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Well, they are now one big room…

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It has been a long struggle to find a purpose for the basement bedrooms. They are small, with tiny closets, and unavoidably dark. Initially, we considered renting the whole basement out as a 2b/1b suite. After all, it was a finished space when we bought it. Although we did not like the finishes (carpet + paneling), it was still acceptable as a rental with a fresh coat of paint. But having only one laundry facility in the basement made this plan difficult to execute.

We also considered to convert the basement into a short-term rental + a guest suite by adding a private entry. But we quickly nixed the idea due to cost of cutting into the foundation and creating a new entry. Most recently, we tossed around the idea of using the bedrooms as Slav’s office + additional media room. However, this plan would have resulted in no guest bedroom in our house, which is not ideal.

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As we were weighting on these options, the basement stayed empty. 18 months in, we decided to get rid of all the unwanted fixtures in the basement. Our hope was that reducing this space to its bare bone could inspire the best usage for it. To my surprise, this plan worked! During demo, we discovered the I-beam support for our house, which opened the possibility of removing the dividing wall between the bedrooms and make them one big room. This option was never on the table before. But as soon as it popped up, we could not get it out of our minds.

Slav and I are both highly intuitive people, which can be a blessing and a curse. Before we decided how to use the combined room, the dividing wall had already come down.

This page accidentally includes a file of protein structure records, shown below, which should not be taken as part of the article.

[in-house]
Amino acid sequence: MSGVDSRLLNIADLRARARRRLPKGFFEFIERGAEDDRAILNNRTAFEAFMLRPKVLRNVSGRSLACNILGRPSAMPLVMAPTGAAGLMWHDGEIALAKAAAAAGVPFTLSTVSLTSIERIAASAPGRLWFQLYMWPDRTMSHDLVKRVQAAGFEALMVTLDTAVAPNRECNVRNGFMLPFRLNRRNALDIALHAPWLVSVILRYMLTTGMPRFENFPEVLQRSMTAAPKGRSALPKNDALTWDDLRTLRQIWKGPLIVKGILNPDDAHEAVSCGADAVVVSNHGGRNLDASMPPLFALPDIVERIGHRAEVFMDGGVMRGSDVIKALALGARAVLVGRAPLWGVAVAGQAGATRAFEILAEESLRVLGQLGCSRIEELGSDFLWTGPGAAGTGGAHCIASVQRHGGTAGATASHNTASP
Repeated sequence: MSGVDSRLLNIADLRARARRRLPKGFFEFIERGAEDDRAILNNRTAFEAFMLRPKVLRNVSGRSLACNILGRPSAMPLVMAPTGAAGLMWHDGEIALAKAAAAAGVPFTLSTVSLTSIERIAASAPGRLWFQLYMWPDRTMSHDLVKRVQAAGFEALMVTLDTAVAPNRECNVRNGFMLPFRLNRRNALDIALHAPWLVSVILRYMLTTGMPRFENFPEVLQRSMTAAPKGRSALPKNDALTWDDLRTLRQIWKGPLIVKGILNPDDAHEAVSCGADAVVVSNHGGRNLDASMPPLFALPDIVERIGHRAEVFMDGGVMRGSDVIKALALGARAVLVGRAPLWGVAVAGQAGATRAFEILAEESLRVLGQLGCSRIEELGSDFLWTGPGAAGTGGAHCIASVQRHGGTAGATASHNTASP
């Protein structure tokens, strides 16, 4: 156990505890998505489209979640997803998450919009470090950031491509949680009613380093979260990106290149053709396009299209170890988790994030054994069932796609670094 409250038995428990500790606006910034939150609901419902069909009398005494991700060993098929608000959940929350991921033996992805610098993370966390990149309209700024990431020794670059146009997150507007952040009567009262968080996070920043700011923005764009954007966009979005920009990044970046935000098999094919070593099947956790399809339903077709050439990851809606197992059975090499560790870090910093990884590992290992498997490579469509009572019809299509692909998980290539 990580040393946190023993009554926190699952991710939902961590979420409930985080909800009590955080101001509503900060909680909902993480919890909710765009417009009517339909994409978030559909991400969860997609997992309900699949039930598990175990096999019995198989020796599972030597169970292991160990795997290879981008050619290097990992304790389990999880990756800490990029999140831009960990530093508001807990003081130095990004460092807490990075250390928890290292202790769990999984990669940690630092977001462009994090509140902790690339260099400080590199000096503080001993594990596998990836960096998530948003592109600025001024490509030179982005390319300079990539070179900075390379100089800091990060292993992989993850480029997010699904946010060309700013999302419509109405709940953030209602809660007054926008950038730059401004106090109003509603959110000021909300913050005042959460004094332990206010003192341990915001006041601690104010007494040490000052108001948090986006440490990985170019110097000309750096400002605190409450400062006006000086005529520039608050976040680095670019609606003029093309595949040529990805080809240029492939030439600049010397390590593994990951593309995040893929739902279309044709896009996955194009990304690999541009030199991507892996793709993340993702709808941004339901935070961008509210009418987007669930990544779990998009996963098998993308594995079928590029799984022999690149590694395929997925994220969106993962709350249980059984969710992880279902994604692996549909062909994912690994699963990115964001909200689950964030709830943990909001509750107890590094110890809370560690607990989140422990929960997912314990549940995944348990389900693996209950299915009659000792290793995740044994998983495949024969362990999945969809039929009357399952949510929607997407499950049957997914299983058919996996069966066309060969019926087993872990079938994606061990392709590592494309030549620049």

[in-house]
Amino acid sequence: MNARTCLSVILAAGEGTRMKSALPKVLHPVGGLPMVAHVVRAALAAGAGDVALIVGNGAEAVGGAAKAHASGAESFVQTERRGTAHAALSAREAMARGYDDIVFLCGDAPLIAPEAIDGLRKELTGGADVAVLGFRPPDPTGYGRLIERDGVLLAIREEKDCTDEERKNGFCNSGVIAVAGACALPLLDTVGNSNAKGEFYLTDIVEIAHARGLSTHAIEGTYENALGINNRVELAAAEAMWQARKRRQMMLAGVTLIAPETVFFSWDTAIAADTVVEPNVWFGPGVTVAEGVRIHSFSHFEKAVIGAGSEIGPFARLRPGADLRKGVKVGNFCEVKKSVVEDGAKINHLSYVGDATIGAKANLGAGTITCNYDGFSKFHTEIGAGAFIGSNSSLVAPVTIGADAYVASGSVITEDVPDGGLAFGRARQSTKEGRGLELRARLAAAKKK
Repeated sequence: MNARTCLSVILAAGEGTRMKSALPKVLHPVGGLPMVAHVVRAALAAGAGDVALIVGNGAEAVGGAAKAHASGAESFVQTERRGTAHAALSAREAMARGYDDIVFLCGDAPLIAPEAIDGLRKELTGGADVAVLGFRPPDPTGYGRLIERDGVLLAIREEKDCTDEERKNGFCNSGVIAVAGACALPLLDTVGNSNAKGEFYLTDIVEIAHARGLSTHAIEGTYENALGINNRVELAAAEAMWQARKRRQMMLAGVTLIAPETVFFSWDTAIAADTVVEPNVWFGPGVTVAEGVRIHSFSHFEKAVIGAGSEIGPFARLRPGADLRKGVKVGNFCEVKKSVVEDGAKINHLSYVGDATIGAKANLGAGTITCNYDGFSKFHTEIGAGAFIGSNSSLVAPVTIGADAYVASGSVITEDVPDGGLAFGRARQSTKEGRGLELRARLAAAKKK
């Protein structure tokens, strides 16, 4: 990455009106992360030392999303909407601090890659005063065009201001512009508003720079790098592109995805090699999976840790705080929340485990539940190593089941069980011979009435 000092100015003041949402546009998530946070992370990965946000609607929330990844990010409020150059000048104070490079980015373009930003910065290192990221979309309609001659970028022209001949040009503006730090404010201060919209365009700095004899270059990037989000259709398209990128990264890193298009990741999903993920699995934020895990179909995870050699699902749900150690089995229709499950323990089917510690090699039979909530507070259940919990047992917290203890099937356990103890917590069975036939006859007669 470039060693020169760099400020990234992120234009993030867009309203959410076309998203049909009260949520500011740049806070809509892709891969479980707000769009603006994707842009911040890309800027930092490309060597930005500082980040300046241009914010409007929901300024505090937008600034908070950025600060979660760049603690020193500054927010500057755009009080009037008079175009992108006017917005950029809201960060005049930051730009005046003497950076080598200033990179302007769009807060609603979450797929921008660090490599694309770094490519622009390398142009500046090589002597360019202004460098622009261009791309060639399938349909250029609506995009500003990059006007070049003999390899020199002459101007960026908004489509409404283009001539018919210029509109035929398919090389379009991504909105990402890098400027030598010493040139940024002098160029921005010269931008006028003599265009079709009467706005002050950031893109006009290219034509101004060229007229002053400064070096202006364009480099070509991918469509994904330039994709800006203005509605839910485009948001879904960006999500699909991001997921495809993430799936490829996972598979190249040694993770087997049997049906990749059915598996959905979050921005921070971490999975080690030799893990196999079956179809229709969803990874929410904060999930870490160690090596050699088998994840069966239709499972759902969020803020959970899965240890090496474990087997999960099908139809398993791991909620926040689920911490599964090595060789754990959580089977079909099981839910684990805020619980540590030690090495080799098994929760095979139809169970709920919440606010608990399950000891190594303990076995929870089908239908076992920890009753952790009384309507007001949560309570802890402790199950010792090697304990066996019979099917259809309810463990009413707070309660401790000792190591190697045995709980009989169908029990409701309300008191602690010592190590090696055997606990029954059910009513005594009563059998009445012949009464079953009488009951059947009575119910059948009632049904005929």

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In fact, the dividing wall was not merely a wall, but hosting two neighboring closets. This setup is commonly seen in old houses and identical to the former closets in our bedroom and Slav’s office, which we reversed to both face the bedroom.

This was the northeast bedroom closet, neighboring a wall of graffiti. I do not miss it one bit.

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The soffit above is actually an air duct painted white, and the pipe in front belongs to the HVAC system.

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Behind the wall of graffiti was the closet in the formal northwest bedroom. Weirdly, the two closets was connected via an small opening. The previous owner has a small dog – maybe this opening was made for the dog?

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We are fully aware the consequence of removing closets – by our city code, a bedroom has to have a closet that meets minimal size requirement. Removing these two closets and reversing the closet in Slav’s office technically reduced the number of coded bedrooms in our house to one. But closet is fairly simple to construct, and we are not planning to sell this house any time soon, so we went ahead with the demo.

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Demoing the closets gave the new room good lighting from all three sides. This space became a lot more bright and pleasant throughout the day. It is amazing how a space can speak for itself. As soon as the demo was done, we knew that it would become our new master bedroom.

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The east side of this 240 sqft space will host our king bed. With the headboard against the east wall, there will be plenty room on either side of the bed to walk around. One complain Slav has for our current bedroom is the space between the bed and his side of the wall is too narrow.

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The west side will become a dressing area. We will be building floor-to-ceiling wardrobe closets around the two windows. There closets will be big enough to host all of clothes, camping gears, and linings.